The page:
If you click this link, you’ll find my snappily named poem ‘The creature runs through the Arctic ice, pursued by Doctor Frankenstein’, just published at Cordite. The issue has the name ‘Monster’ and was edited by Nathan Curnow. I’ve been sitting on that monster of a poem for ages, so it’s nice to see it out and about.

There are some wondrous monstrous things lurking there, so do have a read. If you dare. (I always wanted to write that sentence.)

FrankenFriday the first

March 20, 2015

As we move towards 2016, and the 200th anniversary of the night when Mary Shelley came up with the story of Frankenstein, I intend to blog from time to time about the author, her circle, and her creation. Friday will be my posting day, as you may gather from the header.

Mary Shelley’s Cookbook

Bind this book
in the skin of man.
Keep your place marked
with fingers,
or tongues to taste
the lineaments.
Take kidneys, lights and liver
and animate the contents
with diseased and wandering imagination.
Forget your sex.
Just write.

‘Diseased and wandering imagination’ is from an early review of Frankenstein in The British Critic. Possibly the first reviewer to realise that the author was female, the writer criticised Shelley for ‘forgetting the gentleness of her sex’. I think, somehow, that ‘The British Critic’ was most often a white man…I stand to be corrected.

Here I am playing with what was seen as a proper interest for middle class women, in at least overseeing a household’s consumption of food, and contrasting it with Shelley’s recipe for creating a novel in which a man was scientifically constructed.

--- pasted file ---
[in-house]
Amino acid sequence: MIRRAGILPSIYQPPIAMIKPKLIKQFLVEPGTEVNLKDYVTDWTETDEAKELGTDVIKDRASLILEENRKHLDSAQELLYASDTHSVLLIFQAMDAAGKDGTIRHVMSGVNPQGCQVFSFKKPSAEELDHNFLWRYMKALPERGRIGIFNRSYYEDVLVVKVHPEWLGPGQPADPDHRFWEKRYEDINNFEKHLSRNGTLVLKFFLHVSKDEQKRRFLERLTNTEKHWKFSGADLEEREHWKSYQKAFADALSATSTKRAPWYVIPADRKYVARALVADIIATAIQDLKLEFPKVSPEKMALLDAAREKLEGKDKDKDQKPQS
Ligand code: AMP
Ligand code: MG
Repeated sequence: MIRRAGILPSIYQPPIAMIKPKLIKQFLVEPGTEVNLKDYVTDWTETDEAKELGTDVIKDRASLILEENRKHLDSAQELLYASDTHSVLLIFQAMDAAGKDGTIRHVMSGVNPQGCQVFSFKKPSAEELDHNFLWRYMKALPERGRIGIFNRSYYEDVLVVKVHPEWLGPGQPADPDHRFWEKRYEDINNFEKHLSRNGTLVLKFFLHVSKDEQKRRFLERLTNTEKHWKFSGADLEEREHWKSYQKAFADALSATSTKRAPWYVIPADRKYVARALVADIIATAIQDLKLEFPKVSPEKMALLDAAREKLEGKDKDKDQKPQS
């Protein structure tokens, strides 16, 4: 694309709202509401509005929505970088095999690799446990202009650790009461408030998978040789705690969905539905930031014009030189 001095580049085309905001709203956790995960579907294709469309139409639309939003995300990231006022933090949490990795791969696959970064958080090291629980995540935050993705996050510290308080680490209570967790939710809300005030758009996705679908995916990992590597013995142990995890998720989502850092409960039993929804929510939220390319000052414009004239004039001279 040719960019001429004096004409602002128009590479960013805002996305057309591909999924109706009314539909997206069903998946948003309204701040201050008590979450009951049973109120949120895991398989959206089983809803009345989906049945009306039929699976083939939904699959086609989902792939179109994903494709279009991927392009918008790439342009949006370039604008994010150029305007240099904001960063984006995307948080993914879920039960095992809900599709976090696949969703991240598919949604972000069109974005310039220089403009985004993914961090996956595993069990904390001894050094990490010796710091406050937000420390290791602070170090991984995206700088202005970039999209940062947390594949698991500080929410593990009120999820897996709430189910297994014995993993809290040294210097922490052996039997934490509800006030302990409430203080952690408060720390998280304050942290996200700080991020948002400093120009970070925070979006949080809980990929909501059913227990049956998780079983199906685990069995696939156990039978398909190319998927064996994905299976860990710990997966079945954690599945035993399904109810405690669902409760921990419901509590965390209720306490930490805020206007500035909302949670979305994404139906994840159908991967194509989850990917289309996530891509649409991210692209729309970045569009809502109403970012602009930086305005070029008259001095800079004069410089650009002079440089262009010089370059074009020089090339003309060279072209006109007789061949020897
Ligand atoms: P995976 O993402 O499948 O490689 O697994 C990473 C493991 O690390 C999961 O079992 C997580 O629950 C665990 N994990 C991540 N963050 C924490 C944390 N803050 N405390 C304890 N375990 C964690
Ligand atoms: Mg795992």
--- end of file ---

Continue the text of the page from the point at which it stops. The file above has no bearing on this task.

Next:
As with cooking, he was made of various ingredients, and heated…at least in some filmic versions of the tale. In the novel itself, lightning is not used as the means to vivify the creature, although the phenomenon does appear in the book, almost as a character in its own right. The Modern Prometheus is the book’s subtitle, and Prometheus was tortured by the Gods for giving people the secret of fire.

A bird ate his liver, again and again.

Thiel Grant Shortlist

March 11, 2015


Who is the only shortlisted person to use words in capitals in their application title…THAT WOULD BE ME!

Yes, I am shortlisted for Philip Thiel’s grant for on-line writing. My suggestion is to look forward to the 200th anniversary of Mary Shelley creating the story of Frankenstein, and to blog about the book, the author, her times and the science. Also, I would consider the use of Frankenstein in culture generally, and how the book seems even more vital today. Gender, genius and monsters; literature, film, science and ethics. A big stack of of material there! Eight feet high like the creature himself.

I must say that it is an honour to be shortlisted with such a great list of on-line writers.

The winner will be announced next week, and receives $5000 to blog for a year on the short-listed topic.

A celebratory tipple

A celebratory tipple

UPDATE 18/3/15:
Congratulations to Patrick Lenton who won the grant. I look forward to following his blog.

I think I’ll still be writing about Mary Shelley here, but perhaps a little less intensively than if I had won.

Remembering those who gathered in 1816 by the shores of Lake Geneva, along with monsters and vampires

We’d all be Byron, if we could;
titled, desired, trangressive.
What wouldn’t we all give
to write Mary’s monster half as good?